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GOOD MORNING! What legacy would you like to leave to your children? Intelligent people write wills to transfer their property to their children in an appropriate manner (and to avoid the State from taking unnecessary taxes). How about what you have learned about life - what is truly valuable, insights into people, how to use your time? Would that be something that you would like to leave to your children? It's called an "Ethical Will." For centuries and probably for thousands of years, Jews (and others) have left an Ethical Will for their children. Perhaps the most famous is Moshe Nachmanides' (Ramban) "letter" to his son (available in English from Artscroll entitled Letter for the Ages - available at your local Jewish book store or call toll-free 877-758-3242).
This week I bring to you an Ethical Will from Joe Berman, of blessed memory - a man I met several times, a pillar in the Toronto Jewish community and a moving force in many organizations working to better the world and to strengthen the Jewish people. When Aish HaTorah wanted to start a branch in Toronto, Rabbi Shalom Schwartz approached Mr. Berman.
Mr. Berman clearly heard Aish's ideas:
- Education is the key to Jewish continuity - a person can't love what he doesn't know; the more information a person has, the better decision he will make.
- We must "package and market" the beauty and meaning of our heritage in a relevant manner that attracts Jews to want to know more of their heritage and to be a part of the Jewish future.
- To respect a person's freewill to choose his own level of belief and observance.
He did his due diligence and then put up the seed money to start the Toronto branch of Aish HaTorah. I firmly believe that of his many successful investments, his investment in Aish has provided the biggest dividends for his family, the Toronto community and world Jewry. Here is Mr. Berman's Ethical Will:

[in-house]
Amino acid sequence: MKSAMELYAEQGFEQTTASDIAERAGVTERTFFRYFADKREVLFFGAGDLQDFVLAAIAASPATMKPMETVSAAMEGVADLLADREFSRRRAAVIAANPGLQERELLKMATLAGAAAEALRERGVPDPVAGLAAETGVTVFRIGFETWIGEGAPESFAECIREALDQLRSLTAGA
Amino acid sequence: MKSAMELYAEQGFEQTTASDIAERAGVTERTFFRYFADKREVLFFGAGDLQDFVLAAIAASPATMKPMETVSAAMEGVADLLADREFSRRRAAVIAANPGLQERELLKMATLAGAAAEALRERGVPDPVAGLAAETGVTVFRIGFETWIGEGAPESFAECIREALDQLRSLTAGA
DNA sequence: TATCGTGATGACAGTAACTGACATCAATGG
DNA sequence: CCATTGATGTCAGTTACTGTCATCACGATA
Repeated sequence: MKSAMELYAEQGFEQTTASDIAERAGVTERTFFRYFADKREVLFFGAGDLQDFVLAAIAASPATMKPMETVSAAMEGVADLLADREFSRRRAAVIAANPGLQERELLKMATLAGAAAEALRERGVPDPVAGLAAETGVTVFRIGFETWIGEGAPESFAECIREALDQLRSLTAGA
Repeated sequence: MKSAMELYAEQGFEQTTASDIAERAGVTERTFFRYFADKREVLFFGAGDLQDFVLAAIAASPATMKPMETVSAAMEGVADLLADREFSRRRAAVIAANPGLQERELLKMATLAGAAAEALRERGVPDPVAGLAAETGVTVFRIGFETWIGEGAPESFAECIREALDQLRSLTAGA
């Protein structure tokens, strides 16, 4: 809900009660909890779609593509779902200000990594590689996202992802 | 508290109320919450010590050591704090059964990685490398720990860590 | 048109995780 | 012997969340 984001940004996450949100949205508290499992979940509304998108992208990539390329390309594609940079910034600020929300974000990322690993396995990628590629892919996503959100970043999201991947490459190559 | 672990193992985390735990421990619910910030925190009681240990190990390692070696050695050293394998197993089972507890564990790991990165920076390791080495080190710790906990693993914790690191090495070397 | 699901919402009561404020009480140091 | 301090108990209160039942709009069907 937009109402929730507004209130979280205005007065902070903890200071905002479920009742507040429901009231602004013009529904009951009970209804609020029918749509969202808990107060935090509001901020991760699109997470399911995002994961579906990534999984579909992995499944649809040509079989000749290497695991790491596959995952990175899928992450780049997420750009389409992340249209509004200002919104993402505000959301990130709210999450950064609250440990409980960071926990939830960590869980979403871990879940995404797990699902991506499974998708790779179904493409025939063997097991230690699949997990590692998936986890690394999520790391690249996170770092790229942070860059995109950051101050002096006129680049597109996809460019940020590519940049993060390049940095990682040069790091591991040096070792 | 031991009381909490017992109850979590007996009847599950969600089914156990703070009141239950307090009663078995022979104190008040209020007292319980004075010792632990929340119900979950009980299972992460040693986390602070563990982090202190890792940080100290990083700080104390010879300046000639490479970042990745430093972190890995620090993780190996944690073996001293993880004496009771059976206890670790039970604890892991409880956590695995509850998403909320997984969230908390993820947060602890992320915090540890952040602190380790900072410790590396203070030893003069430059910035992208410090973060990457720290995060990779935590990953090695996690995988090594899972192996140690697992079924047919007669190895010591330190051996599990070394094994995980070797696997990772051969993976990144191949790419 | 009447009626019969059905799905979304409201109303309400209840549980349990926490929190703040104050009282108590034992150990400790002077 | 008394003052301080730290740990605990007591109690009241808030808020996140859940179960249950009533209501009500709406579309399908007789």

"All of you are familiar with a legal will, in which you dispose of all your property and designate the beneficiary of each asset. Likewise, according to Jewish tradition, an ethical will is your reflection on your life as a Jew. What the prime motivating values governing your life are - and how through the prism of your own experience, God's laws are enacted and validated.
"Make a commitment, and get thee a spouse - a lone person is nothing but lonely - but with a spouse, and with God's help, children can be a reality. A family is formed, and you are at the beginning of the future. A family leads to being part of a community, and within a community, you are a force and you have strength. As a community you claim kinship with your people, its collective experience and its collective memory, roots, a past.
"Make your family home an oasis of faith, tranquillity, light and warmth so that it becomes an example worthy of emulation.
"Share - share your feelings, your joys, your sorrows, and your blessings. Sharing is caring and its material implementation is Tzedeka (righteousness - philanthropy). All you have is not only a result of your own efforts, but by and large, it is Providential. When trouble strikes we all ask 'Why me?' Similarly, when you have abundance, you should ask 'Why me?' Share your earnings, your income, and your assets with your community and its institutions.
"This must be planned, not only on a current basis, but on an endowment basis, for continuity of support. A balance must be struck between competing needs, between institutions and individuals, between impersonal-giving and one-on-one interacting, and between the mature and the new, the innovated, the untried.
"Be alive. Learn to let yourself feel. Learn the language of emotion. Learn to savor each moment even if it does not last - in fact, savor it because it does not last.